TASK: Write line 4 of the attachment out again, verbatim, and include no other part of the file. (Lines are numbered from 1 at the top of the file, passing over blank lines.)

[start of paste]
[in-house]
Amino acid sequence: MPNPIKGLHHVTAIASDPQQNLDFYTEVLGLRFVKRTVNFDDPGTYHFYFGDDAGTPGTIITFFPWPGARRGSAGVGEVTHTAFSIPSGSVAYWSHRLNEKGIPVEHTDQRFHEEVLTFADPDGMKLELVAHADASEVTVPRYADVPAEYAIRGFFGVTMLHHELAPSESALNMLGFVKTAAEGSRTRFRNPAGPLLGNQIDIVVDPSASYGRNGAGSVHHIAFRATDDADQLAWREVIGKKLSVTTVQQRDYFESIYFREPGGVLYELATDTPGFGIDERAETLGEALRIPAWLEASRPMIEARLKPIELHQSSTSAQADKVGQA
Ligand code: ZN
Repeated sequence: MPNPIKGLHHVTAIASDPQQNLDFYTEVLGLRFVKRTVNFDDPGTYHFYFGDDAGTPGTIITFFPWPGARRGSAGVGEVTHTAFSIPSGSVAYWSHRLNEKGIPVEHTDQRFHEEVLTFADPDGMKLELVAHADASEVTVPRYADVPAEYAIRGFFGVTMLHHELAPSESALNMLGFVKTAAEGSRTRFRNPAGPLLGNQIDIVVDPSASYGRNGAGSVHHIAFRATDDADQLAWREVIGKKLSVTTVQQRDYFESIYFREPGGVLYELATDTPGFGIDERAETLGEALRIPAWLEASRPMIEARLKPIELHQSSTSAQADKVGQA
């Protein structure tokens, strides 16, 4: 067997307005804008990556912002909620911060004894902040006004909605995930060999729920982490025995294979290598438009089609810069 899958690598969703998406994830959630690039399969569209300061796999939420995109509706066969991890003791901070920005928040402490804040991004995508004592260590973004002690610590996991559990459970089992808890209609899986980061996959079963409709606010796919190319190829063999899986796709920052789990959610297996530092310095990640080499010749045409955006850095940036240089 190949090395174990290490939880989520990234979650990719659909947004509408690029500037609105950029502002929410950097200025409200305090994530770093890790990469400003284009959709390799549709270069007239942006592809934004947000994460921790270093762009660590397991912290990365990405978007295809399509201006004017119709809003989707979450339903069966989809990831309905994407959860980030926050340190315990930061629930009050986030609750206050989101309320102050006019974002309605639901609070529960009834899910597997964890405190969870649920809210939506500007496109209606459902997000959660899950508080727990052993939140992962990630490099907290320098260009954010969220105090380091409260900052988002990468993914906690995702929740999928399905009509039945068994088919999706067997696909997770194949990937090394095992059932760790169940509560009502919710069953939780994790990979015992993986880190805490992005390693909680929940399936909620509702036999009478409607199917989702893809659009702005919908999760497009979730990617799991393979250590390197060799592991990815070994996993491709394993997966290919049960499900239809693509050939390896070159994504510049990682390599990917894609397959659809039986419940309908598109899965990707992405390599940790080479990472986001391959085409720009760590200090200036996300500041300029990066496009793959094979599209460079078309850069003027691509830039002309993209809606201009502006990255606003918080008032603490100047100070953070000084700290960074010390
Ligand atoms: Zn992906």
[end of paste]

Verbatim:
Repeated sequence: MPNPIKGLHHVTAIASDPQQNLDFYTEVLGLRFVKRTVNFDDPGTYHFYFGDDAGTPGTIITFFPWPGARRGSAGVGEVTHTAFSIPSGSVAYWSHRLNEKGIPVEHTDQRFHEEVLTFADPDGMKLELVAHADASEVTVPRYADVPAEYAIRGFFGVTMLHHELAPSESALNMLGFVKTAAEGSRTRFRNPAGPLLGNQIDIVVDPSASYGRNGAGSVHHIAFRATDDADQLAWREVIGKKLSVTTVQQRDYFESIYFREPGGVLYELATDTPGFGIDERAETLGEALRIPAWLEASRPMIEARLKPIELHQSSTSAQADKVGQA